Wednesday, June 11, 2014

A Little Story About A Gigantic Stone....

If you have horses you know colic is a scary and bad word, if you don't have horses colic is a scary and bad word :). These animals don't do well with belly aches, in fact when they get them it can be fatal.  Saturday late afternoon I notice Luna was standing stretched out and while walking over to check on her, she laid down. Laying down in itself isn't a big deal but laying down in pain is.

Our girl was colicing. If you were to open a book on the symptoms of a colicky horse you would think they wrote it about her. She had every one of them.  Thankfully I was home and knew what to do for her. After many hours of walking, medicating and trying to hydrate her she was looking better. It was now after midnight and I was exhausted, with her acting more like her normal self I went to bed to catch some sleep.

6 am as I was walking down to check on her I noticed something in her loose stool. As I got close I couldn't believe my eyes, what heck was I looking at.. ?? ..!!
Holy freaking cow.... This thing is huge! Seriously, huge!

Miraculously Luna passed a gigantic stone... Imagine two baseballs glued together at the side, that's how big. This stone has been growing for years and years in her small intestine. Oh my gosh no wonder she had a belly ache...

Typically stones this big are found in an emergency colic surgery or in a postmortem exam. You don't often hear a horse being able to rid something this large on their own. Her will to live amazes me. She is challenging most days but this episode has me viewing her in a different light. After monitoring her for a couple more days and keeping things quiet I'm happy to report that she is healthy once again.

I've been asked how this could happen and the best guesses are that stones take many years to develop and occur from either type of feed, genetics or a foreign body.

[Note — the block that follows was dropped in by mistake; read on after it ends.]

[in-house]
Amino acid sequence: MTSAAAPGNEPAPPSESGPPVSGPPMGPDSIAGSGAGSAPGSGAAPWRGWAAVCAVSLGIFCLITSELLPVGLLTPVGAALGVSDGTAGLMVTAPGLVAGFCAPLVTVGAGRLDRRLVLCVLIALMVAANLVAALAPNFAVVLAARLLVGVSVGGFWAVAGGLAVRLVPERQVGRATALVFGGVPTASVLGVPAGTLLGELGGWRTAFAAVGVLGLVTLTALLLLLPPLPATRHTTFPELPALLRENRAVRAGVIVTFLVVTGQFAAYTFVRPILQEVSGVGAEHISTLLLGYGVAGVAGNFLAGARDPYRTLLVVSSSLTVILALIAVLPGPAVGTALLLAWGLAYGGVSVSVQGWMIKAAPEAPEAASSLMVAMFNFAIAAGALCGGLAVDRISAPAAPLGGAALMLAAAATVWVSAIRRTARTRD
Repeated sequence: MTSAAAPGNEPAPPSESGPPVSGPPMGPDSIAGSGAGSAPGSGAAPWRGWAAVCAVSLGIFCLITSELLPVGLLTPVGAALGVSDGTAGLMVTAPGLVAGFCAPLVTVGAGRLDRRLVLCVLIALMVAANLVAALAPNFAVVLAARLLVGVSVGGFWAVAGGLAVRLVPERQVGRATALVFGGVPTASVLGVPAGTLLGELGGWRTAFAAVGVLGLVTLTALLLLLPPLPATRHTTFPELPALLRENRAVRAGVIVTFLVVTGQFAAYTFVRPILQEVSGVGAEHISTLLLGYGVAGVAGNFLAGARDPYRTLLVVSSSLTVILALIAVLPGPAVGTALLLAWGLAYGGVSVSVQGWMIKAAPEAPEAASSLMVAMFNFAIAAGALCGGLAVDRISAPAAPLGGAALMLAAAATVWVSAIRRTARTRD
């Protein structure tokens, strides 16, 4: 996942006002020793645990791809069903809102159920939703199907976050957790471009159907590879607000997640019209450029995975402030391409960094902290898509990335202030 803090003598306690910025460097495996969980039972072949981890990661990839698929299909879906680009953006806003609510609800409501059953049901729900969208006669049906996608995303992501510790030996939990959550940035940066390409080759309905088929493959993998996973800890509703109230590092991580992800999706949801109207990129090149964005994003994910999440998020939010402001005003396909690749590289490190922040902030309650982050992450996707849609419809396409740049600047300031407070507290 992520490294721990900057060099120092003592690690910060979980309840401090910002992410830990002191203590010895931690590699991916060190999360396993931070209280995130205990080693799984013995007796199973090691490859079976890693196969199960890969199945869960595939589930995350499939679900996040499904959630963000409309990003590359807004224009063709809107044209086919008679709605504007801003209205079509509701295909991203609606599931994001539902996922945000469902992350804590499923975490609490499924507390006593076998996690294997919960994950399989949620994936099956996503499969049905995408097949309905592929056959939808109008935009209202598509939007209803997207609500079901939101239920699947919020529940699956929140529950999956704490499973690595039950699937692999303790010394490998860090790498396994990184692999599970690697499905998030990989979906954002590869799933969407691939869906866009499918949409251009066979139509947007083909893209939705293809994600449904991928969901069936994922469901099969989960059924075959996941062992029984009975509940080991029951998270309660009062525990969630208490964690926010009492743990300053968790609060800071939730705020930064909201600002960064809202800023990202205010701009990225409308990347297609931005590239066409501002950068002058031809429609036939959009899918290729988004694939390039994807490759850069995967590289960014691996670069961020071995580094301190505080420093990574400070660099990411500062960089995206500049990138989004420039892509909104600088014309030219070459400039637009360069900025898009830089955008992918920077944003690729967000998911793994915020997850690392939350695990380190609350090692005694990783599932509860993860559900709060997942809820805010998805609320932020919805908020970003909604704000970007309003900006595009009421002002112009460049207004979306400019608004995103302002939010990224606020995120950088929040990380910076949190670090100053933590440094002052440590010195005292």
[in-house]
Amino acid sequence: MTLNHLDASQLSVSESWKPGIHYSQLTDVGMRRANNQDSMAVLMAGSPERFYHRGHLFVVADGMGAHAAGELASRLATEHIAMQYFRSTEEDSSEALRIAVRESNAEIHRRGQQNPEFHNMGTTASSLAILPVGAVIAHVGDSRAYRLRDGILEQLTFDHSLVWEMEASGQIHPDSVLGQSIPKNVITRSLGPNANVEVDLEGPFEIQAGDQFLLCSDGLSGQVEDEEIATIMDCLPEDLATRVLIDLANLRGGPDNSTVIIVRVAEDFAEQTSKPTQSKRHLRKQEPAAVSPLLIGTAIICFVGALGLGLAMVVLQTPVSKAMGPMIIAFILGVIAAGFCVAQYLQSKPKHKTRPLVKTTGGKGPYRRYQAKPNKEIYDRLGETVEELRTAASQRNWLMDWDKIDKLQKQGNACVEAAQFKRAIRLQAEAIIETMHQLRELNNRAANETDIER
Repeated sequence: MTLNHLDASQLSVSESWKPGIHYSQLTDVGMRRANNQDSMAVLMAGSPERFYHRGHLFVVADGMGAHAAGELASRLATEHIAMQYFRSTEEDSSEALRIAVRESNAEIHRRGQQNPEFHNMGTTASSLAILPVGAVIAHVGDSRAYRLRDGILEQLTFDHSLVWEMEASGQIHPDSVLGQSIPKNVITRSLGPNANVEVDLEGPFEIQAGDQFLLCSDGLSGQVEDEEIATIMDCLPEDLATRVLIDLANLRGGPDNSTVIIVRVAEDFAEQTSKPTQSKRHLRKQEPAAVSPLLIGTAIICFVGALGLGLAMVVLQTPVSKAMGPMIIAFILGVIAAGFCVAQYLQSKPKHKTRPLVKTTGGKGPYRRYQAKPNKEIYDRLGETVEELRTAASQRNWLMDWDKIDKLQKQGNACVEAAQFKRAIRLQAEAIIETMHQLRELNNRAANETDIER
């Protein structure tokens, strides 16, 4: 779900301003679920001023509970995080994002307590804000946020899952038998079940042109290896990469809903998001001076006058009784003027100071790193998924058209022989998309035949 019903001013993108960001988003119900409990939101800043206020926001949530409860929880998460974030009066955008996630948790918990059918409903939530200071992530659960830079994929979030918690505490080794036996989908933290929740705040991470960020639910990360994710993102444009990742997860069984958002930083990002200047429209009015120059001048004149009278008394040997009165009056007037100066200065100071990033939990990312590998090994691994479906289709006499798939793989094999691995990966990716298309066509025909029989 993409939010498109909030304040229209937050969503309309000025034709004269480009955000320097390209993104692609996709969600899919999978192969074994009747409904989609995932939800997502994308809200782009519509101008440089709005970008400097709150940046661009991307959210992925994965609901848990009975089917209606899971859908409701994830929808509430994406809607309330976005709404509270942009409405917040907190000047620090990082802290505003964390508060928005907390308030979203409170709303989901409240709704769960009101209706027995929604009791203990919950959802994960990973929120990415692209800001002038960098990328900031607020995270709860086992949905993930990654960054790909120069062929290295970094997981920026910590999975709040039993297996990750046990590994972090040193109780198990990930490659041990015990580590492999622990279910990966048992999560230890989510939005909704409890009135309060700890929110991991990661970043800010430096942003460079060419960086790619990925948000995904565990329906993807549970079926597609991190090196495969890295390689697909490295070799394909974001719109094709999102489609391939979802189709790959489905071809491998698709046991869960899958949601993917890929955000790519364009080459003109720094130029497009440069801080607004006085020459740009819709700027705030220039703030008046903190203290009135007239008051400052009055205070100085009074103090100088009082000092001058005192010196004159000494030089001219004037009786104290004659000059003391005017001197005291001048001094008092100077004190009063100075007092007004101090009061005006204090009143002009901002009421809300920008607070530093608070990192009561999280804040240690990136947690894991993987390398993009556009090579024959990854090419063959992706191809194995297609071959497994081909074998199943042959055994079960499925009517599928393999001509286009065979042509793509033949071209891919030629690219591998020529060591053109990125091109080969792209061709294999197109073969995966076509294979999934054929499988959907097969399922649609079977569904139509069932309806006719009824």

Luna is not genetically predisposed as they're not common in her breed. Feed, maybe...  Alfalfa is the hay of choice in California and is high in phosphorus and ammonia. Although, my thought is it may have been the last option.  Being a mouthy horse who was underfed and living in not so good conditions for who knows how long, she may have eaten a piece of wood or string that got stuck and then began to calcify.

Our Vet and all my horsey friends are very impressed with Luna. I'm impressed and so grateful we made it through that.
I celebrated with an ice cold beer. Check out the label, fun huh and the beer was good too.


  1. oh, gosh! sounds and looks huge!

    my old mare, gem, is colicy. she finally had a b.m. a little while ago - first i've seen in 2 days. have vet coming out anyway just to ensure she's stable or can continue to improve to normal.

  2. Oh. My. God. That thing is gigantic. So glad she's ok!

    That wheat beer goes great in a beer cocktail. 1/3 cup fresh lime juice, a healthy squirt of simple syrup and one beer. Put it in two glasses and add ice. Perfect on a hot day! :-)

  3. Poor little Luna!!! So glad she made it through that ordeal and is better. So very scary indeed!

  4. I am amazing that Luna passed that huge stone! OMGosh, poor girl. What a good mama to nurse her through so many hours of her pain. Love the beer label. Cheers all around!

  5. *amazed. Geez, I type too fast for my own good. :/

  6. Good grief, that poor horse!!! It truly is amazing that she passed it (them!)

  7. Wow! That is enormous! Glad Luna is doing well!

  8. Oh wow, Jen. I would say no wonder Luna didn't feel good. It is amazing for her to pass the stone on her own. Hope she is on the mend, she has to feel better.

  9. Oh my goodness, I am just imagining the size. It just goes to show what a little TLC will do when animals are sick. I hope the worst is over.

  10. Poor thing!! I wonder how long that stone had been in her? I can't imagine the pain she was going through!